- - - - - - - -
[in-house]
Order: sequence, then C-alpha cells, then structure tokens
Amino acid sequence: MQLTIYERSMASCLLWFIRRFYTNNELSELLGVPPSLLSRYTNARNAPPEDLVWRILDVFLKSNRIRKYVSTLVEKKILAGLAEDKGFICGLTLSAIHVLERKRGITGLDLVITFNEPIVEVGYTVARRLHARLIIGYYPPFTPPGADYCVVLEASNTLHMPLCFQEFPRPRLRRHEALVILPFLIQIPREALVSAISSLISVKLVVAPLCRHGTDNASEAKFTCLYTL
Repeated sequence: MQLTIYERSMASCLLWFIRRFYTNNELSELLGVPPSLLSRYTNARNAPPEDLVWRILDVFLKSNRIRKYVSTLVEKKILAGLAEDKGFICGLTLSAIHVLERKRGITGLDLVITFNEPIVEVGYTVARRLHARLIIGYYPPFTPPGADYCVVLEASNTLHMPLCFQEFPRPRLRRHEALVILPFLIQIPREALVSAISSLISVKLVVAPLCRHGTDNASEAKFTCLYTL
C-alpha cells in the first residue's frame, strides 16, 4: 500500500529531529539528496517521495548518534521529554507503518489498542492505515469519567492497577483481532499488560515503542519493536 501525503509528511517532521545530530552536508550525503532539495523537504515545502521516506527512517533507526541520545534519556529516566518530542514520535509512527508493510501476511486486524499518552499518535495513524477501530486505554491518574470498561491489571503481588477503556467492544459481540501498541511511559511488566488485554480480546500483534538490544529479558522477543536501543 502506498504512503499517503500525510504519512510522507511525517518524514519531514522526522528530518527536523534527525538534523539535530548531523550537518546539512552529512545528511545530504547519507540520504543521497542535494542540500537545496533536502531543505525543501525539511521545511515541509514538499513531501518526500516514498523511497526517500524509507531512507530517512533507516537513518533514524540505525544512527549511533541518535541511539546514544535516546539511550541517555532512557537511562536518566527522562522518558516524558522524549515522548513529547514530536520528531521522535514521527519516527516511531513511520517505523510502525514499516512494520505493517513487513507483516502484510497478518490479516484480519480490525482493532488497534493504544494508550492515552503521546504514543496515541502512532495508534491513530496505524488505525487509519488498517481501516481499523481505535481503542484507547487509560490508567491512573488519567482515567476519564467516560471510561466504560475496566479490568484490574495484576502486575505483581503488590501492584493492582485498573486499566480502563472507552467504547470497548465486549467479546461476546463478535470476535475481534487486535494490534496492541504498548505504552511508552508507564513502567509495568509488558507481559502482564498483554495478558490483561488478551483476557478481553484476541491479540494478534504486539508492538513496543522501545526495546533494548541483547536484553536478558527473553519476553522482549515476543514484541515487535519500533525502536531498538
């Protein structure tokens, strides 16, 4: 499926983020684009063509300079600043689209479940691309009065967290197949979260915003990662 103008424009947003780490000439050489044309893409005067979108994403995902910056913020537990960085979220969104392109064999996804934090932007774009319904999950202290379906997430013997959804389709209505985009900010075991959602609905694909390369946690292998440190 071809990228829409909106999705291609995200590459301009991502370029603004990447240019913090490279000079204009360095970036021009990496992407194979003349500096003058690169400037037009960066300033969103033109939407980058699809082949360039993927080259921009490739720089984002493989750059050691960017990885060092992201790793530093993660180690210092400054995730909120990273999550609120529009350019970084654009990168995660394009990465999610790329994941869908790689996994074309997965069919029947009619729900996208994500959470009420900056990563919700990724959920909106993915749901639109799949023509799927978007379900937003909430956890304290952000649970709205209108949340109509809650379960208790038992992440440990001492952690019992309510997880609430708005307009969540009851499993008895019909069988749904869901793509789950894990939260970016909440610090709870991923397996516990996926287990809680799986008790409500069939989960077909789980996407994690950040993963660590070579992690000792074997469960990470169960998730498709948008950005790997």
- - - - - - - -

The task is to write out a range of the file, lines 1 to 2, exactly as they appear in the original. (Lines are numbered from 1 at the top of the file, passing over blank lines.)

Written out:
[in-house]
Order: sequence, then C-alpha cells, then structure tokens